Keeping a tradition of 17 years, Birchwood Elementary School, Meigs County, Tennessee, welcomed the community and wildlife enthusiasts to the annual Cherokee Heritage and Sandhill Crane Viewing festival this past Saturday (Nov 15).
This year’s event added greater focus on interactive activities for kids. Along with art projects and face painting, activities included dissecting regurgitated owl pellets! Not so messy as it sounds, the pellets were dry and contain hidden animal bones and skulls that the kids could find like hidden treasure. The activity went over so well, organizers are planning to expand on this theme next year by adding a virtual interactive program.
Because the exhibits were located in the gym with the presentations, I actually got to enjoy the programs, too. Among the presenters, John and Dale Stokes from S.O.A.R. performed their outstanding birds of prey show.Dale shows the crowd an American Kestrel.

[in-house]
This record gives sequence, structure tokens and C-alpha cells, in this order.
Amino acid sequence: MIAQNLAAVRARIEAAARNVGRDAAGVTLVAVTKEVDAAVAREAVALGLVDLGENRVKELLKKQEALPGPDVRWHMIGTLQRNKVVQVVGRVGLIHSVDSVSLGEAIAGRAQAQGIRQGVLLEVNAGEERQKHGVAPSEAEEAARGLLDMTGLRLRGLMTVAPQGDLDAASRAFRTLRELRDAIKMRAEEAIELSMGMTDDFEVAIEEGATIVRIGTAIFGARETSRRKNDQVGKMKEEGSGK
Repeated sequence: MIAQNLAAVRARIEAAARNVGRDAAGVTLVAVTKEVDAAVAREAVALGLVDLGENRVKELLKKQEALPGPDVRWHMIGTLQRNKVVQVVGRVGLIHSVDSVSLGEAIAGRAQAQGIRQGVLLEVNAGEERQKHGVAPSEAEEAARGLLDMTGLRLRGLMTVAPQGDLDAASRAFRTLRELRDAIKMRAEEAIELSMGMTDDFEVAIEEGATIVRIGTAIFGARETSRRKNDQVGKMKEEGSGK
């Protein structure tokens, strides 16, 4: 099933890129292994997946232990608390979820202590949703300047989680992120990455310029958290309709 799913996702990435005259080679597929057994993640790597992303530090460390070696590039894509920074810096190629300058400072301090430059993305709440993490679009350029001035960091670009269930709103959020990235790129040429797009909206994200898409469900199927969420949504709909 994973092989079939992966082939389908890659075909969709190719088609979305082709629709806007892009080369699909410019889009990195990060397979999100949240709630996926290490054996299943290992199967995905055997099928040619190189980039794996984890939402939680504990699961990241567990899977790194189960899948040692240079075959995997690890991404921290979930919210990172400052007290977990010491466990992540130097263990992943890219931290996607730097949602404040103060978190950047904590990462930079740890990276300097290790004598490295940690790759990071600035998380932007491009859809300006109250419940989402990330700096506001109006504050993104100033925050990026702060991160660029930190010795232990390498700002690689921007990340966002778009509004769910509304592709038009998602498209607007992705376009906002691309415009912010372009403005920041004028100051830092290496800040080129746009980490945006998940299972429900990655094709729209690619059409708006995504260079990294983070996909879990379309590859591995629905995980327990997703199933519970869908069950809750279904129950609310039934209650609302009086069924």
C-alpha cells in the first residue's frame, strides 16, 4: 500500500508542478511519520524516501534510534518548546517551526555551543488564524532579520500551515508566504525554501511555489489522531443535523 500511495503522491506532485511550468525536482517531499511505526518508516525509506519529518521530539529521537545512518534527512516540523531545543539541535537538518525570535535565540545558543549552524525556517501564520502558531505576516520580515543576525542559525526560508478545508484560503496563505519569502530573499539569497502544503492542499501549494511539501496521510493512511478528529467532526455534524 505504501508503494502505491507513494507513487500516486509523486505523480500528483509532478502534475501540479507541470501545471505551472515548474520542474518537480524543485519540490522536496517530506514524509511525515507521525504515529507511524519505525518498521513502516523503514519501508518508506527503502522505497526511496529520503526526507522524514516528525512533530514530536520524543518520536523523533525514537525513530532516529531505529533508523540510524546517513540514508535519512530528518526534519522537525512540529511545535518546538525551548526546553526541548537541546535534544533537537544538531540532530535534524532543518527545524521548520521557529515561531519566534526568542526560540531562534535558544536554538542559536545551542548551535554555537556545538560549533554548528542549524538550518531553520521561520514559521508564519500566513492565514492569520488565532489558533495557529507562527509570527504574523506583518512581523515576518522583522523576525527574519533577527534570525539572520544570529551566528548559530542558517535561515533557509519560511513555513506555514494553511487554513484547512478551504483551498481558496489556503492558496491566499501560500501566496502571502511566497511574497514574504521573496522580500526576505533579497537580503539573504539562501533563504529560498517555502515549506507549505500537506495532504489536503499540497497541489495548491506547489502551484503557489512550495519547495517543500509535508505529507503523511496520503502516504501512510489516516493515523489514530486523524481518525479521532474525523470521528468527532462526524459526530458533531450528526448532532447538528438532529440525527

In his second flying demonstration, the kestrel steals his prey and puts the viewers on edge by landing in the rafters. Then he peers down at everyone from his high perch! Coaxed down with another treat and signal, he rejoins his handlers and mantels the next food he captures from John's hand. Below, John shows the crowd a barred owl. All of S.O.A.R.'s educational birds are either injured or were imprinted on humans at an early age and are unable to survive in the wild. (Don't miss the expressions on the lower right of the photo!)
Below a broad-winged hawk...
who flies to Dale and snatches his prey. It's fun to get a close look at the relative size of these birds compared to each other and to humans.
Below, Dale introduces a red-tailed hawk with the "Krider's" pale morph coloration found more often in the west.
His flight demonstrations caused the crowd to gasp as he flew low over heads and lifted up at the last minute to land on Dale's glove with precision.
Pay a visit to S.O.A.R.'s blog for information about upcoming shows or to schedule a program.
Next: A black vulture steals the show.
For the Love of It...
...the sage sees heaven reflected in Nature as in a mirror, and he pursues this Art, not for the sake of gold or silver, but for the love of the knowledge which it reveals.